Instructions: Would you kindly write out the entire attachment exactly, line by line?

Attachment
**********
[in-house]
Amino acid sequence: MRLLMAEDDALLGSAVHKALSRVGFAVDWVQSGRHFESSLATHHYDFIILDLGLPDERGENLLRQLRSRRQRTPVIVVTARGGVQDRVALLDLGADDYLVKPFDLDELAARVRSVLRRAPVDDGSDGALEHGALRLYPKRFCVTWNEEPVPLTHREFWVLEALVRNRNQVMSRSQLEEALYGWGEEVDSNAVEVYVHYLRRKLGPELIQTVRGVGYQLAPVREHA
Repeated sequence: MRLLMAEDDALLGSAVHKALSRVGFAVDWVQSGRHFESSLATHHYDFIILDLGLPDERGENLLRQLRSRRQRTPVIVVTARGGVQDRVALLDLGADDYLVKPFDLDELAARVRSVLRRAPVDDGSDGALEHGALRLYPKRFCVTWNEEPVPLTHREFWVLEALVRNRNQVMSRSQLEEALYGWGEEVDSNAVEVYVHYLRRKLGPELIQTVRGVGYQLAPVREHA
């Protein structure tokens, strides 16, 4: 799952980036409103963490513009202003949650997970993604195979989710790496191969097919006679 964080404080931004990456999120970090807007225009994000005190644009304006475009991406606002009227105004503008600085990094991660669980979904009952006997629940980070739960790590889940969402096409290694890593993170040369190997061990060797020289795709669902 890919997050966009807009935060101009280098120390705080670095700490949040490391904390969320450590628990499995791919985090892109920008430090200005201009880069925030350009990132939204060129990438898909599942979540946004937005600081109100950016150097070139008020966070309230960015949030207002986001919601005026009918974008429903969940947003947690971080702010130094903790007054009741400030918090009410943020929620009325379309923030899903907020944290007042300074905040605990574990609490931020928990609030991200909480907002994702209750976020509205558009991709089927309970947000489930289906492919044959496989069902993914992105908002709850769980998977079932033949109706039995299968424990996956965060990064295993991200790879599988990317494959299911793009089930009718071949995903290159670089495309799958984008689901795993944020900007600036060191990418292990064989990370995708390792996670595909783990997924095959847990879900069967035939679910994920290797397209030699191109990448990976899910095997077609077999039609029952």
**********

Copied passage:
[in-house]
Amino acid sequence: MRLLMAEDDALLGSAVHKALSRVGFAVDWVQSGRHFESSLATHHYDFIILDLGLPDERGENLLRQLRSRRQRTPVIVVTARGGVQDRVALLDLGADDYLVKPFDLDELAARVRSVLRRAPVDDGSDGALEHGALRLYPKRFCVTWNEEPVPLTHREFWVLEALVRNRNQVMSRSQLEEALYGWGEEVDSNAVEVYVHYLRRKLGPELIQTVRGVGYQLAPVREHA
Repeated sequence: MRLLMAEDDALLGSAVHKALSRVGFAVDWVQSGRHFESSLATHHYDFIILDLGLPDERGENLLRQLRSRRQRTPVIVVTARGGVQDRVALLDLGADDYLVKPFDLDELAARVRSVLRRAPVDDGSDGALEHGALRLYPKRFCVTWNEEPVPLTHREFWVLEALVRNRNQVMSRSQLEEALYGWGEEVDSNAVEVYVHYLRRKLGPELIQTVRGVGYQLAPVREHA
């Protein structure tokens, strides 16, 4: 799952980036409103963490513009202003949650997970993604195979989710790496191969097919006679 964080404080931004990456999120970090807007225009994000005190644009304006475009991406606002009227105004503008600085990094991660669980979904009952006997629940980070739960790590889940969402096409290694890593993170040369190997061990060797020289795709669902 890919997050966009807009935060101009280098120390705080670095700490949040490391904390969320450590628990499995791919985090892109920008430090200005201009880069925030350009990132939204060129990438898909599942979540946004937005600081109100950016150097070139008020966070309230960015949030207002986001919601005026009918974008429903969940947003947690971080702010130094903790007054009741400030918090009410943020929620009325379309923030899903907020944290007042300074905040605990574990609490931020928990609030991200909480907002994702209750976020509205558009991709089927309970947000489930289906492919044959496989069902993914992105908002709850769980998977079932033949109706039995299968424990996956965060990064295993991200790879599988990317494959299911793009089930009718071949995903290159670089495309799958984008689901795993944020900007600036060191990418292990064989990370995708390792996670595909783990997924095959847990879900069967035939679910994920290797397209030699191109990448990976899910095997077609077999039609029952």